As the name suggests, this psoriasis treatment uses natural or artificial ultraviolet light. Medically supervised phototherapy is the preferred method of phototherapy as it minimizes the risk of skin cancer by controlling the type and amount of ultraviolet light. Forms of light therapy include the medically supervised use of ultraviolet A (UVA) or ultraviolet B (UVB) light. In any form, light treatment is only effective if you get short-exposure – burns and skin damage can worsen psoriasis symptoms.
Phototherapy requires repeated exposure of the skin to ultraviolet light using one of several techniques. The procedure is done under medical supervision and may be advised when topicals alone are not effective.
- How Does It Work?
- How Is It Used?
- What Are The Possible Side Effects?
- Any Other Important Considerations?
- What Medications Interact With This Treatment?
Although the exact mechanism is not known, phototherapy may be both antiproliferative (i.e., inhibits cell growth) and immune modulatory (i.e., regulates or normalizes the immune system) in the way it works with respect to the treatment of psoriasis.
Phototherapy involves the use of ultraviolet light to treat psoriasis. There are multiple types of phototherapy available. It can vary from phototherapy delivered in a dermatologist’s office (narrow-band UVB phototherapy, broad-band UVB phototherapy, laser UVB phototherapy, PUVA phototherapy), to home phototherapy prescribed by a dermatologist. Your dermatologist can help determine which type of phototherapy may be most appropriate for your psoriasis and life situation.
To achieve success with phototherapy, consistency is key. Phototherapy can require a significant time commitment and thus may not be appropriate for everybody. Phototherapy sessions are typically prescribed 3 – 5 times per week, with improvement often being noticed in the first month.
Potential side effects of phototherapy include redness, itching, or skin pigmentary changes. Phototherapy may also increase one’s risk of skin cancer.
Psoralens UVA (PUVA) is not recommended during pregnancy.
UVB phototherapy is considered the safest treatment during pregnancy for widespread psoriasis not controlled with topical treatment.
Some medications can increase your sensitivity to light. If you are starting phototherapy or are on phototherapy and starting a new medication, be sure to ask your doctor or pharmacist if your medication can increase your sensitivity to light.
Types of Phototherapy
UVB, which is present in natural sunlight, penetrates the skin and slows the growth of affected skin cells. It involves exposing the skin to an artificial UVB light source for a set length of time on a regular schedule.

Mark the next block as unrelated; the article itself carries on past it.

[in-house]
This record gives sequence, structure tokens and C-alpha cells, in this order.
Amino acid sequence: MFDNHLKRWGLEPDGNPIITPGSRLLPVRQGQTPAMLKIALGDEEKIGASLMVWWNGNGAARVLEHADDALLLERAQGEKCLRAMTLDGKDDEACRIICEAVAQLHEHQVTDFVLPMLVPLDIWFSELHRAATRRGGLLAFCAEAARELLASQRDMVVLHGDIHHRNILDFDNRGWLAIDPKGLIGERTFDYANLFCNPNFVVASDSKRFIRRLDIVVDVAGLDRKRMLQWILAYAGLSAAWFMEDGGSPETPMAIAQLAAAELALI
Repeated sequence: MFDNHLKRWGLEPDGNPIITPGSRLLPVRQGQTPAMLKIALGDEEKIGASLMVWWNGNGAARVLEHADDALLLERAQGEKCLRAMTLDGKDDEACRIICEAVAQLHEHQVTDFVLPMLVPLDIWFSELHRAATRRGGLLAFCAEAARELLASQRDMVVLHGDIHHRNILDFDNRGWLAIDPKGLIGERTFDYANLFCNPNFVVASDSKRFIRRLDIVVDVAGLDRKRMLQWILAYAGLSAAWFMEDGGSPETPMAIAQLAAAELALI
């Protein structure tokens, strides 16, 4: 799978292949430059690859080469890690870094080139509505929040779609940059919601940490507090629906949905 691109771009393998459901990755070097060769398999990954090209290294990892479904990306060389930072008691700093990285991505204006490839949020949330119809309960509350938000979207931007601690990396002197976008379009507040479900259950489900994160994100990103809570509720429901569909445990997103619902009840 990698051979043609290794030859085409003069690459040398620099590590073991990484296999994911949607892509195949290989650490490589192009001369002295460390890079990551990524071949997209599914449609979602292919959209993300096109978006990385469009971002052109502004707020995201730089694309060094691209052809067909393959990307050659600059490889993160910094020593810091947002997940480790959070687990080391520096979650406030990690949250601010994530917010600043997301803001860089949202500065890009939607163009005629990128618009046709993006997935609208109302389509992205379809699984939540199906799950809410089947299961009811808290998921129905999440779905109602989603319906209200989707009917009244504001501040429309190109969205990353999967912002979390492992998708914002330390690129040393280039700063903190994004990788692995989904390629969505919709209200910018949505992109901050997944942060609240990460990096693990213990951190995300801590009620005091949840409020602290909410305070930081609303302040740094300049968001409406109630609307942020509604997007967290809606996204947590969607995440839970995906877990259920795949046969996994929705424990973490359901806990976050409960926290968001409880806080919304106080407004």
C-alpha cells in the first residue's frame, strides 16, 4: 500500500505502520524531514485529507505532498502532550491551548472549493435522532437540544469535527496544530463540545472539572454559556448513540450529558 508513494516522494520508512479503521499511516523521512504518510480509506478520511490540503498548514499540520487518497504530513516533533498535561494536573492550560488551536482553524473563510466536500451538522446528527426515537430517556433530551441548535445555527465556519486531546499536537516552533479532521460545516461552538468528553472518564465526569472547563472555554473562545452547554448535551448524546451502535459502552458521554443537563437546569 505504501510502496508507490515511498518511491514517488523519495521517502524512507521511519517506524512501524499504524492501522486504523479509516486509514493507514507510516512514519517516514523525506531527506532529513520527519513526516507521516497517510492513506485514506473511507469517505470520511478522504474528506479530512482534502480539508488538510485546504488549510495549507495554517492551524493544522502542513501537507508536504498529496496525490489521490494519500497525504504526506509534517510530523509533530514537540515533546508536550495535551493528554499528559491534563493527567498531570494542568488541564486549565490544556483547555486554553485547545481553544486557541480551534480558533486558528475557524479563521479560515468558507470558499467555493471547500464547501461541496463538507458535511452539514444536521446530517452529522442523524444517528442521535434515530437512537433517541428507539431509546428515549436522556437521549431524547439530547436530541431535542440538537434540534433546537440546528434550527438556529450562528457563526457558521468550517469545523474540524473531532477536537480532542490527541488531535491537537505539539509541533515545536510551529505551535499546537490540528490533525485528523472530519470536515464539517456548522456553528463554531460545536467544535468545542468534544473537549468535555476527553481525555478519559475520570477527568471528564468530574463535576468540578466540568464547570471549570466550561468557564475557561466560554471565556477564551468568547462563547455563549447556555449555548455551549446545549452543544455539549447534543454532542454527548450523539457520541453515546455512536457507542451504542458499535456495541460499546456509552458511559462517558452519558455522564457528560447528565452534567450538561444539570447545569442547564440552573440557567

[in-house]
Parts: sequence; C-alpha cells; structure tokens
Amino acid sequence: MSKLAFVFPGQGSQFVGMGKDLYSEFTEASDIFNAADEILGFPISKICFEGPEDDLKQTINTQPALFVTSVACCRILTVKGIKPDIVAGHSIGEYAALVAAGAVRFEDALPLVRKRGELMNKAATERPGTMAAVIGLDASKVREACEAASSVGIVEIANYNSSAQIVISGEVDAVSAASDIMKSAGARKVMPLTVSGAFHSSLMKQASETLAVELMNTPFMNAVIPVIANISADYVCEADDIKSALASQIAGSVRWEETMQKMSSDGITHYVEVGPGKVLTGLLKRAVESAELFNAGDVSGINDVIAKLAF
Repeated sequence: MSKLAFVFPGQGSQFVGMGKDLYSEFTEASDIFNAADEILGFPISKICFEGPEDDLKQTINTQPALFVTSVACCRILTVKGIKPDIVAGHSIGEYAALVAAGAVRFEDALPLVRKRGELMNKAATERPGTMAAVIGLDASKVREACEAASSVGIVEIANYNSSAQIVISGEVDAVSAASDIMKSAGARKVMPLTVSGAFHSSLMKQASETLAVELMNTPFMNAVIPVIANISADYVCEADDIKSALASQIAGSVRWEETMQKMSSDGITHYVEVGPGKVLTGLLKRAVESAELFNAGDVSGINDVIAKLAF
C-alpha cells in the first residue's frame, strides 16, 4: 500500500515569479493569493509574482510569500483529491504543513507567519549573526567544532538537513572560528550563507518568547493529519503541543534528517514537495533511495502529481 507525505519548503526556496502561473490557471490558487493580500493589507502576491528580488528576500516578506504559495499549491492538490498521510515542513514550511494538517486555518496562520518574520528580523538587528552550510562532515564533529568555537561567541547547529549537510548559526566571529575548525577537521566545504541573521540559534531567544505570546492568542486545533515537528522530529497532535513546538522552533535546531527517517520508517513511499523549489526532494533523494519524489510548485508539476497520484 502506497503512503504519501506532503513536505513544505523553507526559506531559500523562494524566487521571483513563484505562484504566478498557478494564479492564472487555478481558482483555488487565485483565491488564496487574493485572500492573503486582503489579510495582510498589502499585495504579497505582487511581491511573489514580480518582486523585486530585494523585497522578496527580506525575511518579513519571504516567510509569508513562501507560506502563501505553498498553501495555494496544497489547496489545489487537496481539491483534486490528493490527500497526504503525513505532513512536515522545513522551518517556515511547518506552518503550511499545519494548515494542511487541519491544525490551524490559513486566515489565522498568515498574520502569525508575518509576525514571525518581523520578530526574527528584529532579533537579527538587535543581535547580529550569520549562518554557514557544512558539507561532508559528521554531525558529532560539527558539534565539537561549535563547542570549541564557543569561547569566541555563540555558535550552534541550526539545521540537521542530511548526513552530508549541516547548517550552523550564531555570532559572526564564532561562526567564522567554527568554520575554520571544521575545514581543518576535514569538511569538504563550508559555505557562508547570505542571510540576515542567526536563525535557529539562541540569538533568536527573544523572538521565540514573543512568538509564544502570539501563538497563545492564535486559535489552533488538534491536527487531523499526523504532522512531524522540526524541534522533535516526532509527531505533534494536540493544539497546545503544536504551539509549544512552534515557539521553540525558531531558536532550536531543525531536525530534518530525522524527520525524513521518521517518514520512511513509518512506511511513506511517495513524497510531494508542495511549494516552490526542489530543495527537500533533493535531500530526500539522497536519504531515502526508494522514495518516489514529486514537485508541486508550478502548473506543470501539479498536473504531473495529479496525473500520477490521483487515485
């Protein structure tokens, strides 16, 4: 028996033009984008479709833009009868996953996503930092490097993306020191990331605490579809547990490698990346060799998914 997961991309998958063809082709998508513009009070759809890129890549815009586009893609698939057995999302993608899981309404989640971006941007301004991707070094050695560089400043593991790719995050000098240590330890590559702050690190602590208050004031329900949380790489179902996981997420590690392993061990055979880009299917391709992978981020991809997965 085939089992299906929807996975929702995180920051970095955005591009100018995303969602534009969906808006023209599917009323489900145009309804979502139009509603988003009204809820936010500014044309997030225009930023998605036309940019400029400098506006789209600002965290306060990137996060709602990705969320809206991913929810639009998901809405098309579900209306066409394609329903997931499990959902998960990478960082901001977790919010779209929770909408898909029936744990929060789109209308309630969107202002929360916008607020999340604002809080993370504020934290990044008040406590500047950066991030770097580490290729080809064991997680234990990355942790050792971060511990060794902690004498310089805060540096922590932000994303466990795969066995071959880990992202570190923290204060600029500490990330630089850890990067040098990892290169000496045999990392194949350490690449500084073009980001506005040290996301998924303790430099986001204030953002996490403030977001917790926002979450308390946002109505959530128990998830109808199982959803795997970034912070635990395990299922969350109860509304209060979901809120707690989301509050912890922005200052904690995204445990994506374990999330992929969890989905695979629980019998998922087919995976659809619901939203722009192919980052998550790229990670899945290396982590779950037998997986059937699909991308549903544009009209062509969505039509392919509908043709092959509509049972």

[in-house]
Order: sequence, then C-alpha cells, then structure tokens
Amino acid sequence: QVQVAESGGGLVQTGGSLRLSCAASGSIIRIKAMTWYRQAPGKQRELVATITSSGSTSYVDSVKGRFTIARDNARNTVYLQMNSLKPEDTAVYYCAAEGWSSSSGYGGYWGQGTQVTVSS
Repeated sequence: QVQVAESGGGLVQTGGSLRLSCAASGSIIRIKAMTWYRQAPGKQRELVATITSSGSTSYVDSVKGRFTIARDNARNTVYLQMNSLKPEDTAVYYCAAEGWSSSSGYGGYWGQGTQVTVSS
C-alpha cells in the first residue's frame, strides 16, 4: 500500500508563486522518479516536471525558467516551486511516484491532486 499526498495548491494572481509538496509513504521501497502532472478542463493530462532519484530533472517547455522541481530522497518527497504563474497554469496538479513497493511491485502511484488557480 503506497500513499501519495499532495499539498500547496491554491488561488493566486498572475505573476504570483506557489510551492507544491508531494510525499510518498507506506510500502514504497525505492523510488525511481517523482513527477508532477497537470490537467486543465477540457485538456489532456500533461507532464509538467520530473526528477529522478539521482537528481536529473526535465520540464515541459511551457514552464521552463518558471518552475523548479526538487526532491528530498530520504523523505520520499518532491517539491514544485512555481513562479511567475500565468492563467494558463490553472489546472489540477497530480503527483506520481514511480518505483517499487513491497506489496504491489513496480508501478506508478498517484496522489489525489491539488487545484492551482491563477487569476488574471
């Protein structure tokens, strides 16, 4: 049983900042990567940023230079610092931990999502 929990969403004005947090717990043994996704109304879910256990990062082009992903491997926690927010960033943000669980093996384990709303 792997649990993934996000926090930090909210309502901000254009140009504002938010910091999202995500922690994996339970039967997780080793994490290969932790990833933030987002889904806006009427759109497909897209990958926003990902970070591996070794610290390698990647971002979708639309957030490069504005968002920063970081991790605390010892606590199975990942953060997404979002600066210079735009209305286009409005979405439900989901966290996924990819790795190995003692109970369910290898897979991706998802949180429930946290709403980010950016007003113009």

UVB light therapy can be narrow-band or broad-band treatment. Narrow-band is typically more effective than broad-band and may clear psoriasis faster and result in longer remissions. Both are administered using artificial light sources in a bed or booth, often located at a medical clinic or office.
UVB treatment is offered in different ways. This can include small units for localized areas such as the hands and feet, full-body units or hand-held units.
PUVA treatment comprises taking a light-sensitizing medication (psoralen) before exposure to UVA light. UVA light penetrates deeper into the skin than does UVB light, and psoralen makes the skin more responsive to UVA exposure. This more aggressive treatment is typically used for more severe cases of psoriasis. PUVA involves two or three treatments a week for a prescribed number of weeks. UVA is often administered in a stand-up booth at a medical clinic or office.
Excimer or pulsed-dye lasers can be used to treat psoriasis. The laser light is directed only at the affected areas of the skin. Excimer laser uses controlled UVB light whereas pulsed-dye lasers kill tiny blood vessels thought to contribute to psoriasis patches.
If you are considering a home phototherapy unit, your dermatologist can help determine which type of home phototherapy may be most appropriate for your psoriasis and life situation. It would also be important to discuss any potential sensitivities that you may have related to your own medical history and other possible medications or products that you use.
Some private insurance plans may cover home phototherapy units, though public plans generally do not. It is best to check what coverage you may have if you are considering a home phototherapy unit. Phototherapy equipment is currently listed as an allowable Medical Expense Tax Credit under the Income Tax Act (see Canada Revenue Agency’s list of common medical expenses).
Last updated October 28, 2019.